Batteries in iPad family offer better performance than Android, tests say

Ever since the original iPad was introduced in 2010 companies have lined up products to try and compete with it. As we approach 2013 and three years in, as of now Apple’s devices control over half of the tablet market. While the Android platform has been the iPad’s chief competitor, a recent report says the iPad family of devices offer better battery performance.

Looking back, we’ve seen tablets from giant tech hardware companies like RIM and HP produce and then discontinue their offerings.

In fact, it looked like the only way anyone could compete with the iPad at all was to create a smaller version. The original and successive iPads have measured 9 1/2 inches vertically, which Steve Jobs had famously said was the smallest size a tablet could be to properly interact with human fingers. However, many companies must disagree, as the sub-iPad market has really taken off–tablets around 7 inches in size have appeared from Samsung, Google, Amazon and Barnes & Noble, to name the biggest sellers.

Realizing it was losing out on sales from that market Apple introduced the iPad mini several months ago. This will be the company’s first foray into a market it did not create: the iPod, iPhone and iPad all came to define their market niches.

The principal differences cited by Android tablet users as to why they prefer their devices over iPads are cost, less expensive apps and a more open approach to downloading those apps…and for some, “it’s not Apple.”

A recent report from Daniel Ionescu in PCWorld says that one mark against choosing an Android tablet is the poorer overall performance of the battery:

Android tablets, large or small, can’t seem to match the battery life of the iPad. In a recent set of battery life tests, Apple’s new iPad has the longest battery life among 10-inch tablets; in the 7-inch category, the iPad Mini comes out on top as well.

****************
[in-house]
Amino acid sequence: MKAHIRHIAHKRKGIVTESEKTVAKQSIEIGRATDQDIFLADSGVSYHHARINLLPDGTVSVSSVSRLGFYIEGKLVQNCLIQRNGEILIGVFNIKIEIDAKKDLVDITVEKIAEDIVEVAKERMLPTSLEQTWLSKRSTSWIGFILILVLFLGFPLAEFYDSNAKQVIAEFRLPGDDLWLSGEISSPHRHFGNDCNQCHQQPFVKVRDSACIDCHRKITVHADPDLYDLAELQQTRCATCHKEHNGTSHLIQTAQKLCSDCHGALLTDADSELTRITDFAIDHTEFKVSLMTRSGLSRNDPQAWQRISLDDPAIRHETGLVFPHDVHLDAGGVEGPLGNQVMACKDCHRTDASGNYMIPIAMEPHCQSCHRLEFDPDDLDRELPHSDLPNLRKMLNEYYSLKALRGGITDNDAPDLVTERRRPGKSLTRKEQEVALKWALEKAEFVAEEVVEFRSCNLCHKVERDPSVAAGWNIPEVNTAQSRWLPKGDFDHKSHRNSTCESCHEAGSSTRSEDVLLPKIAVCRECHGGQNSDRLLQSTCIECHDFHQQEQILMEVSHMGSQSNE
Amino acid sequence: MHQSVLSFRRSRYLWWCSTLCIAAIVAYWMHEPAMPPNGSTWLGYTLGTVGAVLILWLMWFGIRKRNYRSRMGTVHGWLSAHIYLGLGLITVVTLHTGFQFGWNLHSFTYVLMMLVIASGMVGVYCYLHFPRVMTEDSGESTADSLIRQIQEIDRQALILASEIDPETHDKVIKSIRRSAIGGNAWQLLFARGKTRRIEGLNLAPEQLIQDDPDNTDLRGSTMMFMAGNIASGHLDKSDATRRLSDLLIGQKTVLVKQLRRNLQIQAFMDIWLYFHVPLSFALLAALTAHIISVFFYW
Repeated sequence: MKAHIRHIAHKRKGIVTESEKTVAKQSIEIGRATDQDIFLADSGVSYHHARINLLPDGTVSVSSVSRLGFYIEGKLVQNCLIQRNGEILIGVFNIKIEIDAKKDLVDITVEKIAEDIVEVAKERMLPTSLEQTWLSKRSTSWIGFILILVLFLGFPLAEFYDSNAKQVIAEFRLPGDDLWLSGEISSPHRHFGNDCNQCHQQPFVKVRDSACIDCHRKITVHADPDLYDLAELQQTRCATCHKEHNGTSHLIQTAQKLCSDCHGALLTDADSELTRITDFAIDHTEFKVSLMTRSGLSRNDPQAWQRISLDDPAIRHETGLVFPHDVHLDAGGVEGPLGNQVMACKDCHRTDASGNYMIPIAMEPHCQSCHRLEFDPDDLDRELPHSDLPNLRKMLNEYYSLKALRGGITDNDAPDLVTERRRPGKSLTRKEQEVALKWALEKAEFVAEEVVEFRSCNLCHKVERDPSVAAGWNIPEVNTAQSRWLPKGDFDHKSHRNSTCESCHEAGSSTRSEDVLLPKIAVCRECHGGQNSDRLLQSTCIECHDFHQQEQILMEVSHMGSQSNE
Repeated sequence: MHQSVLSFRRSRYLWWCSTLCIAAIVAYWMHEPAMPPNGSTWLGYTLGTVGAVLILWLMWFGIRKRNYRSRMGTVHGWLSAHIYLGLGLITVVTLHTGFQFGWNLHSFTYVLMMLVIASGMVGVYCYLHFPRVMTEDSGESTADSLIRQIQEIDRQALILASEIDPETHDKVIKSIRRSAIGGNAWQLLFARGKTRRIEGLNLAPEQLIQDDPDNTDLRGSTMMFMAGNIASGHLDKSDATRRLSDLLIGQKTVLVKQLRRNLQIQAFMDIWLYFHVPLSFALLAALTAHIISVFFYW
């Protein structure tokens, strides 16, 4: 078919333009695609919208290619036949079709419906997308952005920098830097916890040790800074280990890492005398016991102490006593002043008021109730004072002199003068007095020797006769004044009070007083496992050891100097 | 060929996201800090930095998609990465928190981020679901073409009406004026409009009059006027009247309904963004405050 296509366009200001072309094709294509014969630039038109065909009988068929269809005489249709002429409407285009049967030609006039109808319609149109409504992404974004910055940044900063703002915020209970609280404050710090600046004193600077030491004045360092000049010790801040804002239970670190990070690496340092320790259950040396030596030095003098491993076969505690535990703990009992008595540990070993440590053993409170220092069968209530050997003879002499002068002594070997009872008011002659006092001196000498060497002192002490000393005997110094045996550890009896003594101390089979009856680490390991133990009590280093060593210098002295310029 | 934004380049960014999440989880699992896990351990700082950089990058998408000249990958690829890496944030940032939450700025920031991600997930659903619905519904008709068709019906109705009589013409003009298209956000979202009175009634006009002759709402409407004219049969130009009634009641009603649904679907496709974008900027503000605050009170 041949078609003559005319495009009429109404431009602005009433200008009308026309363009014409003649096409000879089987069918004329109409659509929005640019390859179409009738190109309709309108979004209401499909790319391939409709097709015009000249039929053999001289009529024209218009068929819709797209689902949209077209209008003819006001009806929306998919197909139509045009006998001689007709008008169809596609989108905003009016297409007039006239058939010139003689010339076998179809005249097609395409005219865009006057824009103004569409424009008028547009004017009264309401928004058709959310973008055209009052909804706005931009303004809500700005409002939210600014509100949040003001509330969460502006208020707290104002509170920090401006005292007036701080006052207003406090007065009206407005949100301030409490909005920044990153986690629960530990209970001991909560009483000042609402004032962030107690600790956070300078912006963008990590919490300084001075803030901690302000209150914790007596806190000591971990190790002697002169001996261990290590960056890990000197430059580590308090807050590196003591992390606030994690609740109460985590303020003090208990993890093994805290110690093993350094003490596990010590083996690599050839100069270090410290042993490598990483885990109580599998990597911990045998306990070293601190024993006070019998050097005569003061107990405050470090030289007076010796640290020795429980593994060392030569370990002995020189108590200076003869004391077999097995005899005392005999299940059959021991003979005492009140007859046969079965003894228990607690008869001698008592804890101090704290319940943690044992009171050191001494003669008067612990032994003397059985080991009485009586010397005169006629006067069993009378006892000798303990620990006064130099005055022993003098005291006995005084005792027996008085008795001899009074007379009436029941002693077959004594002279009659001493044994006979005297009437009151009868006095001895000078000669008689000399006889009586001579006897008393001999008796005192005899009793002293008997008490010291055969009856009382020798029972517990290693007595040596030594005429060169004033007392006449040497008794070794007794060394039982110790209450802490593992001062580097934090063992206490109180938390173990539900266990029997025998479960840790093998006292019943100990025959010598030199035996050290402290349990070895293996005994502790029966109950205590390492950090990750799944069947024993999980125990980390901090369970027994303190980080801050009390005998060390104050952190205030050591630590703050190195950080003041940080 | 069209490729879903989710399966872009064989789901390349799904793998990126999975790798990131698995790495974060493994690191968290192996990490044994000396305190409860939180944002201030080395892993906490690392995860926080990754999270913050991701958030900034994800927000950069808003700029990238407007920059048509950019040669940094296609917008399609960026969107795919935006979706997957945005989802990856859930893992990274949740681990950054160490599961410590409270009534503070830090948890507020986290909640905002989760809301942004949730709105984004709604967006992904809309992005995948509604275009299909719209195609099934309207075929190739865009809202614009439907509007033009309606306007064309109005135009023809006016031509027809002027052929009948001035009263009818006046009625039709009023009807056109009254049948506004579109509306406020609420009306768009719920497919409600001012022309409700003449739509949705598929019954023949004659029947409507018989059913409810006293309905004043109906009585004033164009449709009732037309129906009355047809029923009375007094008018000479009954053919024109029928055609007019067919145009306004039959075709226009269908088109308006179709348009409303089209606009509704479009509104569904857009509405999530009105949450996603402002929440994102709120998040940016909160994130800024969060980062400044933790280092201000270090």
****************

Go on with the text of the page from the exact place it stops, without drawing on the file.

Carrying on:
UK consumer watchdog site Which? tested the battery life of tablets for Web browsing over Wi-Fi (or 3G if available) and video playback. The brightness was set to around 200 nits using a light meter on all tablets so no manufacturer can get an advantage due to some default low brightness settings.

WHICH?
Battery tests for 10-inch tablets (click to enlarge)

In the large tablets category, the iPad with Retina display led test results with 811 minutes (13.5 hours) of battery life, with the iPad 2 in the second spot at 590 minutes (9.8 hours). The highest performing Android tablet in this category was the Sony Xperia Tablet S at 534 minutes, closely followed by the Samsung Galaxy Tab 2 10.1.

Microsoft’s Surface RT tablet was included in the large tablet battery life tests, and scored a respectable 501 minutes (8.3 hours). Near the bottom of the rankings was the new Google Nexus 10, with a Retina-beating high-res display, but with only 488 minutes (8.1 hours) of battery life. The Asus Eee Pad Transformer Prime was the last in the scores, with 335 minutes of battery life without its separate keyboard, which can extend the battery for up to 661 minutes (11 hours).

WHICH?
Battery life for 7-inch tablets (click to enlarge)

In the small tablet rankings, the Apple iPad Mini is on top with 783 minutes of battery life (13 hours)—some three hours more than the next best challenger, theAmazon Kindle Fire HD, which scored a respectable 591 minutes (9.8 hours). Third was the Google Nexus 7 with 550 minutes, around 9 hours and 10 minutes.

Why do Apple devices lead in battery life? Apple’s tight control over hardware and software helps. When multitasking under iOS, most apps are suspended in the background so they don’t zap your battery; on Android, apps have the freedom to continue running in the background and using up more computing resources and battery.

Recent studies also show that ads in free Android apps such as Fchess and Angry Birds take a toll on battery life, as they spend under 25 percent to 35 percent of their energy on game play, but more than 65 percent to 75 percent on user tracking, uploading user information, and downloading ads.

While this should not necessarily deter you from selecting an Android tablet, it is another thing to consider when choosing a device for yourself, a friend or a member of your family.

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